By Calum MacLeod
SERTHAR, China (RNS) Breathless but beaming, Sheng Zisu sounds confident after five months in a maze-like Buddhist encampment high on the eastern Tibetan plateau, nearly 400 miles from the nearest city.
"Look around. They could never find me here," Sheng, 27, said of parents so anxious about their only child's turn to Tibetan Buddhism that they have threatened to kidnap her.
Sheng is far from her home -- and from the bars where she used to drink and the ex-boyfriends she says cheated on her. She is here with 2,000 other Han Chinese at the Larung Gar Buddhist Institute in Serthar, Sichuan province, the rain-soaked mountainous region of southwest China.
The province is far from the central government in Beijing, and is also a traditional gateway to Tibet, where China's Communist Party has suppressed Buddhists, sometimes brutally, for decades.
Holy chants and red-robed devotees spill down hillsides blanketed by red wooden cabins, where monks, nuns and disciples spend hours in meditation. More than 2 miles above sea level, Larung Gar is among the largest Tibetan Buddhist academies in the world, with about 10,000 mostly Tibetan students.
The academy and its rising number of converts from China's dominant ethnic group, the Han Chinese, reflect a remarkable and quiet recovery for Buddhist teachings here. Along with a building boom of new or expanded Buddhist monasteries and teaching facilities in the Ganzi Tibetan autonomous prefecture, it amounts to a reversal of some of the damage from Chairman Mao Zedong's Cultural Revolution.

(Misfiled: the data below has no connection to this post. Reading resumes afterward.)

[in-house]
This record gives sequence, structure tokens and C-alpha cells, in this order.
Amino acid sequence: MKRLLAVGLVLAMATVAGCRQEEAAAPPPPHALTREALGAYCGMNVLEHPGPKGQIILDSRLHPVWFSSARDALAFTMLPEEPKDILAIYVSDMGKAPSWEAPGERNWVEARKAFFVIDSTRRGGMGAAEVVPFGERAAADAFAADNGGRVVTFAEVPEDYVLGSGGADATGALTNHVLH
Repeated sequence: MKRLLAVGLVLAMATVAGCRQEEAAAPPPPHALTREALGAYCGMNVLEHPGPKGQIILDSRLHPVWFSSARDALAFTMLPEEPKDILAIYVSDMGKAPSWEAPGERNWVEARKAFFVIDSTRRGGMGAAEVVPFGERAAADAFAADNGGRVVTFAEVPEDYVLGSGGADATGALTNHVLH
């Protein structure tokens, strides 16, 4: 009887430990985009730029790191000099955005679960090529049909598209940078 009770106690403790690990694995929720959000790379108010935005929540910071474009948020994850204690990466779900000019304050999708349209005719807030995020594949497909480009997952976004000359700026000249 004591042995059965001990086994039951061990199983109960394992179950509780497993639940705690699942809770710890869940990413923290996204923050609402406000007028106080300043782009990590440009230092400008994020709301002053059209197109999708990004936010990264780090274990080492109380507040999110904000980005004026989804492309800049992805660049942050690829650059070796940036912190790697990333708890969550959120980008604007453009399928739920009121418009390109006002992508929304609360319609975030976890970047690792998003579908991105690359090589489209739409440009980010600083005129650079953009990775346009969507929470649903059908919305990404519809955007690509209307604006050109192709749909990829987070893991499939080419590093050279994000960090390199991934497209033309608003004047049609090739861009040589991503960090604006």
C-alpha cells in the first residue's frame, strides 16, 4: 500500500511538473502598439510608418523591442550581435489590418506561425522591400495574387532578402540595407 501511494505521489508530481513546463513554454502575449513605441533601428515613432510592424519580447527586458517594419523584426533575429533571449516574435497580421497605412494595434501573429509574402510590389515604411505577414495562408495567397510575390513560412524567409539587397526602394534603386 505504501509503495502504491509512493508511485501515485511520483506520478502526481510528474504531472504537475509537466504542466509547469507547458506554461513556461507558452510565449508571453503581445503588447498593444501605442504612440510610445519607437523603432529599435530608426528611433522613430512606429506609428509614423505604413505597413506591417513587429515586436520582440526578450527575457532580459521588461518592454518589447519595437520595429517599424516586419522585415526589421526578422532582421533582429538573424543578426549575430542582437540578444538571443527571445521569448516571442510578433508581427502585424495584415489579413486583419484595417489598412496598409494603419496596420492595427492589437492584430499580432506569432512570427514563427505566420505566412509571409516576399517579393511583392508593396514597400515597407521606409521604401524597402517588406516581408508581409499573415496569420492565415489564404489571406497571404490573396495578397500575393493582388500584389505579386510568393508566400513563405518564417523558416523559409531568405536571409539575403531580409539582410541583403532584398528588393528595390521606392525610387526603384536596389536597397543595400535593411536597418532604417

Mao's efforts to strip China of capitalism and religion resulted in the destruction of hundreds of Buddhist temples and the deaths of thousands of monks. Just a decade ago, the institute survived a crackdown in which Chinese officials ordered the partial destruction of its buildings.
Mao's vision has given way to a more capitalistic and seemingly more tolerant version of communism. But Buddhism's broadening popularity here is stoking tension between Buddhist monks who demand religious freedom and their longtime foe: Communist Party leadership 1,500 miles away.
In Ganzi and neighboring Aba Prefecture, 10 Tibetans -- monks, former monks and one nun -- have set themselves on fire since March, mostly in recent weeks. At least five have died from their protests for religious liberty, exile groups and China's state media Xinhua say.
Through acts of defiance -- from self-immolations to the destruction of Communist propaganda signs -- Ganzi Tibetans are showing resentment toward their Chinese overlords and loyalty to their exiled spiritual leader, the Dalai Lama.
Talks between the two sides in recent years have gone nowhere. The Dalai Lama, the spiritual head of Tibetan Buddhism, blames the recent deaths on Chinese officials' "ruthless policy, illogical policy." Beijing accuses "the Dalai Lama clique" of fanning the flames of protest.
"These self-immolations are caused by being oppressed and denied religious rights," said Dukthen Kyi, a researcher at the Tibetan Center for Human Rights and Democracy in Dharamsala, India.